Clock-shifts affect risk of heart attack

October 30, 2008

Adjusting the clocks to summer time on the last Sunday in March increases the risk of myocardial infarction in the following week. In return, putting the clocks back in the autumn reduces the risk, albeit to a lesser extent. This according to a new Swedish study published in the prestigious New England Journal of Medicine.

Scientists at Karolinska Institutet have examined how the incidence of myocardial infarction in Sweden has changed with the summer and winter clock-shifts since 1987. Their results show that the number of heart attacks, on average, increases by about five per cent during the first week of summer time.

"There's a small increase in risk for the individual, especially during the first three days of the new week," says Dr Imre Janszky, one of the researchers behind the study. "The disruption in the chronobiological rhythms, the loss of one hour's sleep and the resulting sleep disturbance are the probable causes."

The team also observed that the readjustment back to winter time on the last Sunday in October, which gives us an extra hour's sleep, is followed by a reduction in the risk of heart attack on the Monday. The reduction for the whole week is, however, less than the increase related to the summer adjustment.

According to the scientists, the study provides a conceivable explanation for why myocardial infarction is most common on Mondays, as demonstrated by previous research.

"It's always been thought that it's mainly due to an increase in stress ahead of the new working week," says Dr Janszky. "But perhaps it's also got something to do with the sleep disruption caused by the change in diurnal rhythm at the weekend."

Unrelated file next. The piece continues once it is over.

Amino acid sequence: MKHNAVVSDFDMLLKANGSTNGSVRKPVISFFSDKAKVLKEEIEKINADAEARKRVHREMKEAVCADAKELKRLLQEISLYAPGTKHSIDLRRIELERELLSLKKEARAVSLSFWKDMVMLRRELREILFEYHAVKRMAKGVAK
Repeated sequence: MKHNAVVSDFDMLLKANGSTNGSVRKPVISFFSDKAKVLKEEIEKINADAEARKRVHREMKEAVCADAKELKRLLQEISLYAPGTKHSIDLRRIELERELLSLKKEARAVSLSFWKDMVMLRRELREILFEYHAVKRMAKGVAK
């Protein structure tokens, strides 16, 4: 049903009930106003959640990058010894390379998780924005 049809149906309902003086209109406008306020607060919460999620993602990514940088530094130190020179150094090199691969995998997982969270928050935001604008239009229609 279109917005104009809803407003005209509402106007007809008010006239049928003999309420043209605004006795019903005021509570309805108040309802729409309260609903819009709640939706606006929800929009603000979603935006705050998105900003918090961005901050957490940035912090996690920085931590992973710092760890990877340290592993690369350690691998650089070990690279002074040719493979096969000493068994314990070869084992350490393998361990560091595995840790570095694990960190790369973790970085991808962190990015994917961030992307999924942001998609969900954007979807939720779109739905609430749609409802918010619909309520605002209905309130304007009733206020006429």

Even though the increase and decrease in risk are relatively small for the individual, the team believes that the study can improve our understanding of how disruptions to diurnal rhythms impact on our health.

"Roughly 1.5 billion people are subjected to these clock-shifts every year, but it's hard to make any generalised statement about how many heart attacks they can cause," adds Dr Rickard Ljung, another member of the research team.

Source: Karolinska Institutet

Explore further: Need kids to sleep more during the school year? Start with parents' sleep habits

Related Stories

Light and caffeine improve driver alertness

August 9, 2016

Bright light combined with caffeine can improve driving performance and alertness of chronically sleep deprived young drivers, according to a QUT road safety study.

Can protein plus exercise improve type 2 diabetes?

August 15, 2016

Exercise has been shown to improve the health of people with type 2 diabetes. But the benefits of exercise vary greatly between people, meaning some benefit more than others. Now, researchers from Massey University's School ...

Recommended for you

How the finch changes its tune

August 3, 2015

Like top musicians, songbirds train from a young age to weed out errors and trim variability from their songs, ultimately becoming consistent and reliable performers. But as with human musicians, even the best are not machines. ...

Cow embryos reveal new type of chromosome chimera

May 27, 2016

I've often wondered what happens between the time an egg is fertilized and the time the ball of cells that it becomes nestles into the uterine lining. It's a period that we know very little about, a black box of developmental ...

Shaving time to test antidotes for nerve agents

February 29, 2016

Imagine you wanted to know how much energy it took to bike up a mountain, but couldn't finish the ride to the peak yourself. So, to get the total energy required, you and a team of friends strap energy meters to your bikes ...

0 comments

Please sign in to add a comment. Registration is free, and takes less than a minute. Read more

Click here to reset your password.
Sign in to get notified via email when new comments are made.